The NBM headrest also has the ability to detect simple head motions from the driver, such as yes and no. This allows customers to answer calls and access infotainment functions without using their hands, thanks to the advanced motion detection software from the headrest.
“As a call or text comes in, the driver can nod to accept or shake the head to decline. It is being developed as a BMI for infotainment systems,” says Freer.
Your Neurological Best Friend
As the industry develops and we start to see the wide-scale adoption of autonomous technology, this kind of innovation will really come into its own. By removing the infotainment system and steering wheel, or at least the need for a driver or passenger to sit in a conventional way, and you can see the potential capabilities of the next generation of connected car technology.
So, for now, the NBM will be used for driver safety, mindfulness and driver engagement within manually-controlled vehicles. But, moving forward, the system will not only work as your voice-activated personal assistance but your neurological best friend.
“In autonomous driving, the system may ask, ‘We’ll arrive at your destination in five minutes. You should wake up. Should we play some neuro exercises to place you in a peak performance state for your upcoming meeting?’ Freer Logic’s technology is geared towards an autonomous future recognising human emotion and cognitive states to change the car’s ride and environment and to aid the driver with services,” explains Freer.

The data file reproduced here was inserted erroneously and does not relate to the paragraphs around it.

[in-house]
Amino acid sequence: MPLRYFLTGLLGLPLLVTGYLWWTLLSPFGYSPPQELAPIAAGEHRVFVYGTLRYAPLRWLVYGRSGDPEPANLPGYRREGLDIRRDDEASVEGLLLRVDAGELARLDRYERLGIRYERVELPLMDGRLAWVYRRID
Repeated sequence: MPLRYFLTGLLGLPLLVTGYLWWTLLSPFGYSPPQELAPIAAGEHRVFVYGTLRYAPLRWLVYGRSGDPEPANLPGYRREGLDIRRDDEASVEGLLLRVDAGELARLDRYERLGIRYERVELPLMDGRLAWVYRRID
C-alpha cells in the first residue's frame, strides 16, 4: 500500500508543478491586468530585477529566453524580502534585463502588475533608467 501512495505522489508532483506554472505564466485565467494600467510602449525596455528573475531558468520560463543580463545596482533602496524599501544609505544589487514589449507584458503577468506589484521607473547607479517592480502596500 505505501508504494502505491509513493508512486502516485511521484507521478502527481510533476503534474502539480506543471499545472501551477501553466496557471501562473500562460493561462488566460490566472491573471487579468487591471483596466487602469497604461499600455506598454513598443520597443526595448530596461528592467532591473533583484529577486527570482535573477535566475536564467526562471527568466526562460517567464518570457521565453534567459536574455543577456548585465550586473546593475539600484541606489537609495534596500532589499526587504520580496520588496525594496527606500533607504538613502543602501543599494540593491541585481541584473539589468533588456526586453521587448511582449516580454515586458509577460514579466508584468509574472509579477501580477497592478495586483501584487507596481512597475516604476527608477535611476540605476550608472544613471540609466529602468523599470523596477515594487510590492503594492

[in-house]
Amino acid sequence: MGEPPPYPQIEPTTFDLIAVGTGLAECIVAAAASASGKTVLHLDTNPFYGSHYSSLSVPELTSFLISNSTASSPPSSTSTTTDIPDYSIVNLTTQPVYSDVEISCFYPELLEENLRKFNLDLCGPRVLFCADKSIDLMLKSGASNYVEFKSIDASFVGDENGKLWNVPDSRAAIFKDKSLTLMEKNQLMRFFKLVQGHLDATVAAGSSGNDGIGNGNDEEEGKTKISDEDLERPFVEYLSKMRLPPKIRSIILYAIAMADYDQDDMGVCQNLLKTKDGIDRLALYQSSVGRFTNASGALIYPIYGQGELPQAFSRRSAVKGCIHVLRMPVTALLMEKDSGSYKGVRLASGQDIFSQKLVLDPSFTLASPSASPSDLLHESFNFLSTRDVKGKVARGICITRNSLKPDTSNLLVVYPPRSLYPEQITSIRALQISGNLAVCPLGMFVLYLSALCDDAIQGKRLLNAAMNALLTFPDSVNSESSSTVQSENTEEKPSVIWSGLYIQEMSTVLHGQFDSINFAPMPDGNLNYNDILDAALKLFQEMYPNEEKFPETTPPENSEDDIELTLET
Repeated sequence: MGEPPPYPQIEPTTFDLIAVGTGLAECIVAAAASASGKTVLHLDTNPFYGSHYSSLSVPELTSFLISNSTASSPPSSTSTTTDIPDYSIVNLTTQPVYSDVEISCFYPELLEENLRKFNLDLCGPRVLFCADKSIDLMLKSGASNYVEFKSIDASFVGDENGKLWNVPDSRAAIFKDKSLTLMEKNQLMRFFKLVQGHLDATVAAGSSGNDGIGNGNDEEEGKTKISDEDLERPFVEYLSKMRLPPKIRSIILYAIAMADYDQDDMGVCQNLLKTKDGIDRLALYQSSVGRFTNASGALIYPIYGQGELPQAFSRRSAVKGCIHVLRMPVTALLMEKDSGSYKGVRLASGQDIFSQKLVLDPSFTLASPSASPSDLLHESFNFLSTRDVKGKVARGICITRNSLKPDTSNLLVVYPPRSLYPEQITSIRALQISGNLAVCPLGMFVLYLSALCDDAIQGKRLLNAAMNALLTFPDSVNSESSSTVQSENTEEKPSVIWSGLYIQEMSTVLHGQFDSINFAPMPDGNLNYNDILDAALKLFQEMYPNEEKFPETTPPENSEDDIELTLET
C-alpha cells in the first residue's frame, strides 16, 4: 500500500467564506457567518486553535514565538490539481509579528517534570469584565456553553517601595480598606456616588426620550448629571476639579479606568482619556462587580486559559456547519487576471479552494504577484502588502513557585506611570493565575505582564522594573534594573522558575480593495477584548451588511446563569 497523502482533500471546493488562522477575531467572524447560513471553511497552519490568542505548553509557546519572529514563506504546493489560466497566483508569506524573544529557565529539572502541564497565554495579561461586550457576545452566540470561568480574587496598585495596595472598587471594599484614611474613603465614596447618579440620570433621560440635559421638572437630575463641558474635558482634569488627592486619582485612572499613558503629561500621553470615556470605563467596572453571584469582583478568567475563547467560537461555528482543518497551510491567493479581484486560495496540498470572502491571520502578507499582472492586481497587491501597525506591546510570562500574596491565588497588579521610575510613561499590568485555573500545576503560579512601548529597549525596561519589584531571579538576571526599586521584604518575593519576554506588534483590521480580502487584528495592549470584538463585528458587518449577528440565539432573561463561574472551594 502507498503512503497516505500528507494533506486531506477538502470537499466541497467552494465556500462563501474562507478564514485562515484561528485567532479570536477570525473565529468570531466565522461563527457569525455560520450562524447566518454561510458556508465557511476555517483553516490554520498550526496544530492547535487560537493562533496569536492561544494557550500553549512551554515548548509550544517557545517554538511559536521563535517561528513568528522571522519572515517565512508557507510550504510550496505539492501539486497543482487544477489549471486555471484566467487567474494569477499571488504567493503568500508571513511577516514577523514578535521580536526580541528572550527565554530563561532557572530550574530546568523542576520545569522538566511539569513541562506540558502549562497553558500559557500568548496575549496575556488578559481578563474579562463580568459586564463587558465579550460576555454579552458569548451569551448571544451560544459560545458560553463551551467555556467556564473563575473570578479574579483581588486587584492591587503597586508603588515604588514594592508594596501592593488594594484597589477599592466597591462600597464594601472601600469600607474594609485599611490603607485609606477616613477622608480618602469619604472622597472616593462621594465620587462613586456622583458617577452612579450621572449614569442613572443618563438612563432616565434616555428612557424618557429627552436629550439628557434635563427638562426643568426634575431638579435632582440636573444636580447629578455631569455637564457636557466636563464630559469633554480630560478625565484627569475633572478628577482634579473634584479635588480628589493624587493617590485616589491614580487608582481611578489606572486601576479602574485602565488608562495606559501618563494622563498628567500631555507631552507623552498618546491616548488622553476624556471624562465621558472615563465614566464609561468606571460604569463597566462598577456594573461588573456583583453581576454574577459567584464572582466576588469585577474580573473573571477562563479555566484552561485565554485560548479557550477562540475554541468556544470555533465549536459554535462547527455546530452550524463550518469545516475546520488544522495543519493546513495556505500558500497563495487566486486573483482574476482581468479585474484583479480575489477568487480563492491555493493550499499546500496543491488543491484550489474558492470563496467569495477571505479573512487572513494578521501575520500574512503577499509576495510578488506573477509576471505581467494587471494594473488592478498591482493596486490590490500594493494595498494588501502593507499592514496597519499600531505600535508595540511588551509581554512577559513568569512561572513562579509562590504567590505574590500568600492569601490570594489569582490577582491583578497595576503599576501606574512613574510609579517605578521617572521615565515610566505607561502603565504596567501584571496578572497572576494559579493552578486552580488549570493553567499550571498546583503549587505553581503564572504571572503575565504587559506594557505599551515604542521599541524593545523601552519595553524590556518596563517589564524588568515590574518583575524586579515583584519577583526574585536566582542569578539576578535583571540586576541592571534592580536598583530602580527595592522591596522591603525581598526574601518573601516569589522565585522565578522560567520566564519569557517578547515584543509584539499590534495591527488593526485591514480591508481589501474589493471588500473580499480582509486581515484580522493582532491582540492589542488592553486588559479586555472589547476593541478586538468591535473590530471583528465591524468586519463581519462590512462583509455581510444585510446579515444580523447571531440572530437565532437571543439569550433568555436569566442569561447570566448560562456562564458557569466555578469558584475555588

Using the NBM with artificial intelligence in the future will create a new way of interacting like your car. Keeping in line with our movies references, just like Tony Stark’s JARVIS.
Through the introduction of advanced driver assistance systems (ADAS), the auto and transport industries will be revolutionised through a new level of safety and interaction, saving lives and utilising people’s time, money and experience.
However, says Freer, these features all come with a cost. “Humans don’t like to be alone in a moving machine. Most are frightened by handing control over vehicle’s computer system. It requires faith in a flawed system that will have to evolve over time. This is a much longer process than is currently being presented by OEM and media alike.”
So, it is important to understand that ADAS presents as many problems as it does solutions. We have already seen problems on public roads with Level 3 automation, which means it is vital to monitor driver engagement. But Freer Logic’s contactless neuromonitor can resolve many of the problems found with ADAS, through passively analysing emotional factors to help alleviate the stress when a passenger’s hands control over to an autonomous vehicle.
“While taking away control from the human is revolutionary, it frightens many drivers. The NBM can not only monitor stress, but it can also provide solutions to alleviate it. We’re working on an Ironman JARVIS type system that will address the needs of the riders in autonomous driving. Humans don’t like to be alone in a moving machine. We’ll be there listening, responding, and problem-solving.”